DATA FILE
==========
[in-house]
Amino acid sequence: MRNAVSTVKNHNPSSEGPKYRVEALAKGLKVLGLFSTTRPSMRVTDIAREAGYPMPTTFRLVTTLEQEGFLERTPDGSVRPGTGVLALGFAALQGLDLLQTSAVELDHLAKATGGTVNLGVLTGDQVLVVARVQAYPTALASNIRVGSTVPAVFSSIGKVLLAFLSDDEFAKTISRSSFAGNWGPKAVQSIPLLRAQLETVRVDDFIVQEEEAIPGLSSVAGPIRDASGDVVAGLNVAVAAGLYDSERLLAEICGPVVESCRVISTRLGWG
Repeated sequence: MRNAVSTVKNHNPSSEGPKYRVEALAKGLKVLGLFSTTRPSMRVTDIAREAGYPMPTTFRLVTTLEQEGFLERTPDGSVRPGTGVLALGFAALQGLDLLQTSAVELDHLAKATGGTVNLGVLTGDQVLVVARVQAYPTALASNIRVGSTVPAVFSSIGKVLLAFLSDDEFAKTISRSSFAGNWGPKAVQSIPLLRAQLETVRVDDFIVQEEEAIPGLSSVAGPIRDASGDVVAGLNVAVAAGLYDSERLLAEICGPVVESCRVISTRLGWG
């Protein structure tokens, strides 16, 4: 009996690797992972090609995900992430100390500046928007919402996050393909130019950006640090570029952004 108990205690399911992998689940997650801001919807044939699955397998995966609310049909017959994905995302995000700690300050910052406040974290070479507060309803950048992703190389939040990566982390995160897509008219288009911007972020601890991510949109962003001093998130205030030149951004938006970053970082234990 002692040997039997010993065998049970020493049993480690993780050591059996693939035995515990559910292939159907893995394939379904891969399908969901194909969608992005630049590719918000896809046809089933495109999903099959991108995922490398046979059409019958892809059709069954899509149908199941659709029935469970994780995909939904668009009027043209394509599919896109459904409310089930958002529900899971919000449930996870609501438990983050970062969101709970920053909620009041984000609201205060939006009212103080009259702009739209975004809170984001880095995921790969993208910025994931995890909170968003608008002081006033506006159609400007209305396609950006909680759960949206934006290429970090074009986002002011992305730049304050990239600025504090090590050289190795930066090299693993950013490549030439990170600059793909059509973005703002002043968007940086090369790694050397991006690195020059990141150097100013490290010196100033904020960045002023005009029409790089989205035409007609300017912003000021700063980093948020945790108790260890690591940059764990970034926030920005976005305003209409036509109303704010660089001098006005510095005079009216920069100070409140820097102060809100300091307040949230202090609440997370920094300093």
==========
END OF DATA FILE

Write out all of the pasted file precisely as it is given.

[in-house]
Amino acid sequence: MRNAVSTVKNHNPSSEGPKYRVEALAKGLKVLGLFSTTRPSMRVTDIAREAGYPMPTTFRLVTTLEQEGFLERTPDGSVRPGTGVLALGFAALQGLDLLQTSAVELDHLAKATGGTVNLGVLTGDQVLVVARVQAYPTALASNIRVGSTVPAVFSSIGKVLLAFLSDDEFAKTISRSSFAGNWGPKAVQSIPLLRAQLETVRVDDFIVQEEEAIPGLSSVAGPIRDASGDVVAGLNVAVAAGLYDSERLLAEICGPVVESCRVISTRLGWG
Repeated sequence: MRNAVSTVKNHNPSSEGPKYRVEALAKGLKVLGLFSTTRPSMRVTDIAREAGYPMPTTFRLVTTLEQEGFLERTPDGSVRPGTGVLALGFAALQGLDLLQTSAVELDHLAKATGGTVNLGVLTGDQVLVVARVQAYPTALASNIRVGSTVPAVFSSIGKVLLAFLSDDEFAKTISRSSFAGNWGPKAVQSIPLLRAQLETVRVDDFIVQEEEAIPGLSSVAGPIRDASGDVVAGLNVAVAAGLYDSERLLAEICGPVVESCRVISTRLGWG
């Protein structure tokens, strides 16, 4: 009996690797992972090609995900992430100390500046928007919402996050393909130019950006640090570029952004 108990205690399911992998689940997650801001919807044939699955397998995966609310049909017959994905995302995000700690300050910052406040974290070479507060309803950048992703190389939040990566982390995160897509008219288009911007972020601890991510949109962003001093998130205030030149951004938006970053970082234990 002692040997039997010993065998049970020493049993480690993780050591059996693939035995515990559910292939159907893995394939379904891969399908969901194909969608992005630049590719918000896809046809089933495109999903099959991108995922490398046979059409019958892809059709069954899509149908199941659709029935469970994780995909939904668009009027043209394509599919896109459904409310089930958002529900899971919000449930996870609501438990983050970062969101709970920053909620009041984000609201205060939006009212103080009259702009739209975004809170984001880095995921790969993208910025994931995890909170968003608008002081006033506006159609400007209305396609950006909680759960949206934006290429970090074009986002002011992305730049304050990239600025504090090590050289190795930066090299693993950013490549030439990170600059793909059509973005703002002043968007940086090369790694050397991006690195020059990141150097100013490290010196100033904020960045002023005009029409790089989205035409007609300017912003000021700063980093948020945790108790260890690591940059764990970034926030920005976005305003209409036509109303704010660089001098006005510095005079009216920069100070409140820097102060809100300091307040949230202090609440997370920094300093």